Many thanks to Linda Geffin and her service dog Zac, who spoke to the agents of Roger Martin Properties about accomodating assistance animals.
Linda is an attorney (and a former real estate agent!) who was severely injured on-the-job. She now works and travels with her two PTSD service dogs, Zac and Ziva.
With regard to assistance animals, Linda discussed the differing requirements of the ADA (Americans with Disabilites Act) and the FHA (Fair Housing Act). She also clarified the legal differences among the various types of Assistance Animals, specifically:
* A Service Animal is a dog or miniature horse specifically trained to do work or perform tasks for the benefit of just one person with a disability,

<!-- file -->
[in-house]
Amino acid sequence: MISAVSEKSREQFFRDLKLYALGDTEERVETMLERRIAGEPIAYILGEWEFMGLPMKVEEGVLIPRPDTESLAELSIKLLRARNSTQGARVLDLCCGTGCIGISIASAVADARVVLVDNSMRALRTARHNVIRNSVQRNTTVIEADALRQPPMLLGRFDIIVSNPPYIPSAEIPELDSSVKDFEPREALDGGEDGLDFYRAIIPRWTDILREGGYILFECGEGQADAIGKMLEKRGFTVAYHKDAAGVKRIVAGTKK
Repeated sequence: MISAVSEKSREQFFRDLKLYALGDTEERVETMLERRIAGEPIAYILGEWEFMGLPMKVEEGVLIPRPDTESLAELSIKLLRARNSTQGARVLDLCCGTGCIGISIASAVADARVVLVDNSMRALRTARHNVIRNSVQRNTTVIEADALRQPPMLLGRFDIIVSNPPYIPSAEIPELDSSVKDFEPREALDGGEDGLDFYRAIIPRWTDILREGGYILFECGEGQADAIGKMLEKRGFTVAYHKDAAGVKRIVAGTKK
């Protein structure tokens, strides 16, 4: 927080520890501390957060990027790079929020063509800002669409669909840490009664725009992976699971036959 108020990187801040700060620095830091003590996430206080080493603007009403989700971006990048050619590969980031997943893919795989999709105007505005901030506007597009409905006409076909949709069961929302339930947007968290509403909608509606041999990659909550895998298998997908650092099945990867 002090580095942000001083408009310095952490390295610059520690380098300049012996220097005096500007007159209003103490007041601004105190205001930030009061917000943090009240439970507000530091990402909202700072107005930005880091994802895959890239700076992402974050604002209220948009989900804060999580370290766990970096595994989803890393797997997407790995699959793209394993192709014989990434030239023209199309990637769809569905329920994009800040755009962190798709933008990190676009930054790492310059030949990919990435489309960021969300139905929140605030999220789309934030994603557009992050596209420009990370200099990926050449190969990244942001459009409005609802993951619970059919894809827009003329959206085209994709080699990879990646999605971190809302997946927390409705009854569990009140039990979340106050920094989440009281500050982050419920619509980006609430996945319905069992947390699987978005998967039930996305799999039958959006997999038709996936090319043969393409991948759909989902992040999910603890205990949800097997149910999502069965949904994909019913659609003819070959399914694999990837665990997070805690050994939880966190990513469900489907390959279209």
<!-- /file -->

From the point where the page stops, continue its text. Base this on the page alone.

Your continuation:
* A Therapy Dog is used to provide support and comfort to many people, such as the dogs used in animal-contact programs at hospitals and nursing homes, and
* An Emotional Support Animal is a companion animal that a medical professional has determined provides a benefit for an individual with a disability.
Service Animals and Emotional Support Animals may live with their disabled owners, even if a no pets policy is in place. Landlords are required to make "reasonable accomodations" to the owners of these animals. The Texas Association of Realtors has just issued new assistance animal forms for landlords and tenants to use in these circumstances.
"Be aware," said Geffin, "that case law regarding assistance animals is evolving rapidly. Legal liabilites are severe and may involve both Federal and State penalties, up to and including $100,000 fines, legal fees, and incarceration. For anyone serving the public, training is needed to reduce the risks of an ADA violation."